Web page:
10 rules for visiting Hawai’i responsibly and still having the best vacation ever

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We are all tired of travel restrictions, masking, distancing and the pungent smell of hand alcohol. But if you are reading this, then you are still alive! You have come this far through a global pandemic, and there is still a lot of joy to be gained while traveling – if you keep a few basic rules in mind.

The Hawaiian Islands are among the most popular travel destinations in the world, so it’s no wonder we all flocked here the moment we were fully vaccinated. But each island has its own challenges in welcoming visitors, which include understaffing, water shortages and limited hospital capacity.

Of course, tourism is also a major driver of Hawaii’s economy, so it’s not as simple as closing the locks. The Hawaiian hospitality industry has planned – and prepared – for safe return for visitors throughout the lockdown. When the islands opened with restrictions (such as the mandatory Covid test before arrival), the load seemed manageable, but when the restrictions were lifted, infrastructure was overwhelmed, prompting Maui’s mayor to beg airlines to restrict seats.

One approach to this riddle is to take personal responsibility for your own choices. There are ways to visit Hawai’i carefully considering the complex factors at play – and still have a great, memorable vacation.

10 rules for attentive travel

In addition to the current safety protocols, here are 10 rules for the tropical road:

# 1 Plan ahead. If you have reservations about the things you need to do on your list, you have a better chance of achieving them.

# 2 Build time into each phase of your itinerary. Leave upholstery for the extra time things take when systems are taxed.

# 3 Give servers a break. They do their best to get back to work and help you feel good. But they are overworked and rightly concerned about their own safety.

# 4 Tip big, anyway. Even if your experience of service is not what you are used to at a luxury resort, a beautiful restaurant or an expensive trip, tip well. This gesture will go a long way toward acknowledging the situation we are all in. (As always, forget the housekeepers!)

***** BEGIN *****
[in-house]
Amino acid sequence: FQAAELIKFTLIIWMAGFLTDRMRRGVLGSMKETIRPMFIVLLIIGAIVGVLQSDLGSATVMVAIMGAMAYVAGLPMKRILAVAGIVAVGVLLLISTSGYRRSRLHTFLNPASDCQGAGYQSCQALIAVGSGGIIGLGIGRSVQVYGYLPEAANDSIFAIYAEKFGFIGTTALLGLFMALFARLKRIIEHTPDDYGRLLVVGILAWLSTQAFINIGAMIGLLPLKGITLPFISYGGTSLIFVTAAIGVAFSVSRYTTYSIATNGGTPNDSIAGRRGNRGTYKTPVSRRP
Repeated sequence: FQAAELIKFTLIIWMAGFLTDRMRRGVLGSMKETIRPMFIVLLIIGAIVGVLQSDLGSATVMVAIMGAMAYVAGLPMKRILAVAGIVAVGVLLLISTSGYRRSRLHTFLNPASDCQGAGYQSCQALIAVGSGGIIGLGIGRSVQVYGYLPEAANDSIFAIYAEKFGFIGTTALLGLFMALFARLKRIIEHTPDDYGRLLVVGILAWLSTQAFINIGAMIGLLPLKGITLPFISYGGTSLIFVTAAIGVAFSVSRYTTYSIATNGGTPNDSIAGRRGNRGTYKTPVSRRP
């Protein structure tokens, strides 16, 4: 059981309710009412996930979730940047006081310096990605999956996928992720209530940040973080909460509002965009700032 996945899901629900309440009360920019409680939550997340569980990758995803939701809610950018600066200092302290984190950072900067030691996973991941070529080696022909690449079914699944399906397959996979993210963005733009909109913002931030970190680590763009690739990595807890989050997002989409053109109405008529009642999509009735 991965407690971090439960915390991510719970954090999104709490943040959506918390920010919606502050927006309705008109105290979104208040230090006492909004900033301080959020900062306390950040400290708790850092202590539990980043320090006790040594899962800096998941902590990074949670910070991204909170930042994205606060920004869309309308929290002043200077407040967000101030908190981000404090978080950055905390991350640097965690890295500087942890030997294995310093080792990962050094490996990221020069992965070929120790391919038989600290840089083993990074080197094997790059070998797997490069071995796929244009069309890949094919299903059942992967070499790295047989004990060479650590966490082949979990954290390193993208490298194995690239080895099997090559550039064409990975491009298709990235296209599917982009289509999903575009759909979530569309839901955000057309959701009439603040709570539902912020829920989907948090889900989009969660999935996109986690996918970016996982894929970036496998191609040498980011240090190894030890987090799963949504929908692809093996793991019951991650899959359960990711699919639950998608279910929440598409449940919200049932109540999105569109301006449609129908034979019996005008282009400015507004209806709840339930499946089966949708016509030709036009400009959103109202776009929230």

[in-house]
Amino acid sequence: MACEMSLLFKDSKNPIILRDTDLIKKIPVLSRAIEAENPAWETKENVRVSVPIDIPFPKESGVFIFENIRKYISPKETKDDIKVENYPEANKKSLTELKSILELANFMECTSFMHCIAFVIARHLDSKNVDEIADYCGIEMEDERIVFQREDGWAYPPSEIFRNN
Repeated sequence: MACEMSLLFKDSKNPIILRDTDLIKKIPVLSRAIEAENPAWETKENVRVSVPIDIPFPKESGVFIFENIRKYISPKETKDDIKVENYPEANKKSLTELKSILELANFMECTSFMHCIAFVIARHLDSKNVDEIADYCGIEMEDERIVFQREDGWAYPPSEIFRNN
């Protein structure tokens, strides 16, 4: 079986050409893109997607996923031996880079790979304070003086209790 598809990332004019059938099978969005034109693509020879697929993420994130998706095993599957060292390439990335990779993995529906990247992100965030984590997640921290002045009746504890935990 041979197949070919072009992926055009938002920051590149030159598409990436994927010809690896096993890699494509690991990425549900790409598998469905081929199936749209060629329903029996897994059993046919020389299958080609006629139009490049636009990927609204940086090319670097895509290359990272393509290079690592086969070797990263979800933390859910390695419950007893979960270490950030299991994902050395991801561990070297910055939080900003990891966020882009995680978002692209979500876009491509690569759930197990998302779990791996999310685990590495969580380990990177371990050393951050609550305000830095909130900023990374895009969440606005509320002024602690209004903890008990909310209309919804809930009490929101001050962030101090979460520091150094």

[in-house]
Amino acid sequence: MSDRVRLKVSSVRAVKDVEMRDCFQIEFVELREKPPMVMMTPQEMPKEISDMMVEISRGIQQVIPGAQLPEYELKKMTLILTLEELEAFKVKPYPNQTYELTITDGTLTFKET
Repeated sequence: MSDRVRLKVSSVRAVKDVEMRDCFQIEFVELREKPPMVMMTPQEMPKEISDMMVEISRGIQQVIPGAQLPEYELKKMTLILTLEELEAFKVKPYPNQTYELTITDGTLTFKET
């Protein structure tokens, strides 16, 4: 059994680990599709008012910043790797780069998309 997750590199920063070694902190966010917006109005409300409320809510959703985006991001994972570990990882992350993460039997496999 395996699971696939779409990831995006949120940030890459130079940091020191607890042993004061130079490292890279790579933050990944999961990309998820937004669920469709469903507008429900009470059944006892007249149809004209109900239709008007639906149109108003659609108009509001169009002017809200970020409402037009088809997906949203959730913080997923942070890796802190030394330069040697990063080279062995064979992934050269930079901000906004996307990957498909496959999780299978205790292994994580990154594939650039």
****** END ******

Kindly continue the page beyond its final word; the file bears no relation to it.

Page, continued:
# 5 Be flexible. If the road to Hana is clogged with day tourists, do not be one of them. Either you drive out in the evening and stay for several days, or make your day trip next time. Hana will still be there. Can’t score the restaurant reservation of your dreams? Get takeaway and eat it on your lanai with an even better view.

# 6 Forget the rental car. This is a biggie. Hawai’i used to have the cheapest car rental rates in the US, but now you easily pay more than $ 1,000 a week for even the most common car – if you can secure a reservation at all. Not renting a car can be a game-changer, both in terms of budget and hassle. Get to know your local area better, and trust your hotel shuttle, a local travel company or your own feet to get out and travel.

# 7 Do not do crazy things that increase your chances of landing in the hospital. If you break your ankle by walking past a “do not violate” sign, you will be part of the problem. Help frontline workers stay accessible to people suffering heart attacks and other emergencies in a hospital system that needs to focus its attention on the pandemic.

# 8 Contribute to the community. Join one of many government initiatives for mama programs that allow visitors to learn about Hawaiian history and culture while planting trees or tidying up a beach.

# 9 Be kind, even when things do not go as planned. Losing peace of mind does nothing better.

# 10 Relax. That’s what you came here to do. Do not feel the need to see and do everything. Slow down and get deep into the beauty where you are instead of trying to see everything in just a few days.

These 10 easy adjustments to your mindset – and your travel behavior – will ensure that your Hawaii vacation becomes memorable, perhaps even magical.

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